The Biden administration's push to undo former President Donald Trump’s restrictive and enforcement-focused immigration policies hit its first speed bump this week as a federal judge temporarily blocked a 100-day deportation moratorium.
U.S. District Judge Drew Tipton issued a temporary restraining order Tuesday after the Texas governor and attorney general challenged a U.S. Department of Homeland Security (DHS) memo directing immigration agencies to halt most deportations of undocumented immigrants.
The court said the Biden administration had failed “to provide any concrete, reasonable justification for a 100-day pause on deportations.”
Tipton, a Republican appointed by Trump, paused the policy for at least 14 days while he considered the lawsuit for a preliminary injunction.
Why did Texas state officials sue?
The 100-day moratorium, which went into effect January 22, was signed by Acting Homeland Security Secretary David Pekoske and applied to most individuals who entered the United States without authorization before November 2020.
President Joe Biden directed the DHS to focus on public safety threats, national security and anyone apprehended while illegally entering the U.S. after November 1.
Texas Attorney General Ken Paxton argued the memo violated both federal law and an agreement Texas signed with the Trump administration days before Biden’s inauguration.
The agreement required DHS to provide notice about any immigration changes with Texas and other border states and jurisdictions before making any changes that could “reduce, redirect, reprioritize, relax, or in any way modify immigration enforcement.”
Tipton’s order, however, did not address the agreement, and the Biden administration does not recognize it as legally binding, arguing a previous administration cannot tie the hands of a current one on matters of federal policy.
As a general matter, the federal government has broad discretion when deciding whether or not to deport a person. But Texas argued the deportation pause was “arbitrary and capricious” and did not follow established procedure.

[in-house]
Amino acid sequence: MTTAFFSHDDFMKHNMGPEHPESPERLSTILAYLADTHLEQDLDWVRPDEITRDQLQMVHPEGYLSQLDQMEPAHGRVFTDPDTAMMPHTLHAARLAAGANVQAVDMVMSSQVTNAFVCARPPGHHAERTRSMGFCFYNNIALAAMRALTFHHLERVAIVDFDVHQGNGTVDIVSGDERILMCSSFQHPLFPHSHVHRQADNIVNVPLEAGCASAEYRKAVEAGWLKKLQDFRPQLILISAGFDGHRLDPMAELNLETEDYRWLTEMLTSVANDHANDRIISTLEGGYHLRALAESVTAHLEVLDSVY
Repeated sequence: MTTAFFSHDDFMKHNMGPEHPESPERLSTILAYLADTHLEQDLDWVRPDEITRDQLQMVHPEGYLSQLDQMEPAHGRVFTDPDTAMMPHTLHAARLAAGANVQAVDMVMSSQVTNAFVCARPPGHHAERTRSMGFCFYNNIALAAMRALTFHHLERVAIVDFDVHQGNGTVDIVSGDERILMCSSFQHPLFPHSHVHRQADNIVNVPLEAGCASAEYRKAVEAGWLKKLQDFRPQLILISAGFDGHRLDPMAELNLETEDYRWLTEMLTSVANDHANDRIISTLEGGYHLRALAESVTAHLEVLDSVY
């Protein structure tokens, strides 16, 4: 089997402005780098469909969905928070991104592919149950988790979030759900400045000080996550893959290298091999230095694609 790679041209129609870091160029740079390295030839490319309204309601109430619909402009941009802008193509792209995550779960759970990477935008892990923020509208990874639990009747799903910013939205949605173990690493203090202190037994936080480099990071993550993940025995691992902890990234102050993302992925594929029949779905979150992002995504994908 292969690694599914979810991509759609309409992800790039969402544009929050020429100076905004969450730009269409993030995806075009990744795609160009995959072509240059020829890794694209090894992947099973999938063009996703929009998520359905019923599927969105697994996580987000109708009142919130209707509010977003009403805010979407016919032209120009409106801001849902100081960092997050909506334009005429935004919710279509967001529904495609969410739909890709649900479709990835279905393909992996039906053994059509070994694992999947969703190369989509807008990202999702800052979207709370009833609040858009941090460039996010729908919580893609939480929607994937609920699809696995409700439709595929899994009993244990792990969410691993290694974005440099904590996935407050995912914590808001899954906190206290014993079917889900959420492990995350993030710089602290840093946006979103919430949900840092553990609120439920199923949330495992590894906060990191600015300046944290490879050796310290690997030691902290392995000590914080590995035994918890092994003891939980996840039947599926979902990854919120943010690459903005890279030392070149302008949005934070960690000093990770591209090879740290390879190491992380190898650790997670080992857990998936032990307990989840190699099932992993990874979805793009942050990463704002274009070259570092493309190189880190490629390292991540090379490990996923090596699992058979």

“The Court agrees with Texas,” Tipton said. “Federal administrative agencies are required to engage in ‘reasoned decision-making.’”
Who was Biden’s order expected to cover?
According to a spokesperson from the U.S. Immigration and Customs Enforcement (ICE), the pause on deportations applied to those present in the United States with a final order of removal but contained exceptions.
The pause did not apply to people suspected of terrorism or espionage, who had been incarcerated within federal, state, and local prisons, or who had been convicted of an “aggravated felony.”
“The pause on removals does not apply to individuals who entered the United States on or after November 1, 2020,” the ICE spokesperson said.
The DHS memo also did not “prohibit” the apprehension or detention of people unlawfully present in the United States.
Tipton directed ICE to return to its previous operational settings, effectively directing the agency to resume deportations. Under the Trump administration, anyone in the U.S. illegally was deemed a priority for deportation.
Backing the court order
U.S. Congressman Chip Roy, a Texas Republican, described the pause in deportations as “an illegal executive overreach that usurps the power of Congress to rewrite federal law. … I’m glad to see that the Texas Office of the Attorney General pushed back against this lawless approach to immigration policy.”
Paxton called Tipton’s decision a victory. Texas’s challenge to the DHS memo continues the state’s tradition of challenging policies and initiatives of Democratic administrations. Texas frequently sued the federal government during the Obama administration.
Paxton, a Trump supporter, is currently being investigated by the FBI over allegations of bribery and abuse of office. The state attorney general supported a failed lawsuit contesting Biden's victory over Trump in the 2020 election.
In a tweet, Paxton called Biden’s deportation pause “a seditious left-wing insurrection,” employing words that have been used to describe the January 6 assault on the U.S. Capitol by Trump supporters.
Backing a pause on deportations
The American Civil Liberties Union (ACLU) filed an amicus brief supporting Biden’s moratorium, asked the court to deny Texas’s request and argued that the federal government is legally allowed to pause deportations.
“This lawsuit should not be allowed to proceed. Paxton sought to overturn the results of the 2020 presidential election by attempting to baselessly suppress votes; now he is attempting to force the Biden administration to follow Trump's xenophobic policies. The administration’s pause on deportations is not only lawful but necessary to ensure that families are not separated, and people are not returned to danger needlessly while the new administration reviews past actions,” Kate Huddleston, attorney for the ACLU of Texas, said in a statement.
Gilberto Hinojosa, chair of the Texas Democratic Party, said Paxton and Texas Gov. Greg Abbott “think they somehow have a say on immigration matters, when we all know this is a federal process.”
What comes next?
Tipton’s order remains in effect for 14 days and may be extended another 14 days. To keep the policy blocked after that, Texas would need to seek an injunction.
The order also does not change Biden’s broader immigration directives, including a recalibration of enforcement priorities due to go into effect February 1.
VOA asked DHS for comment, but agency officials directed questions to the White House. The White House did not immediately comment on the matter.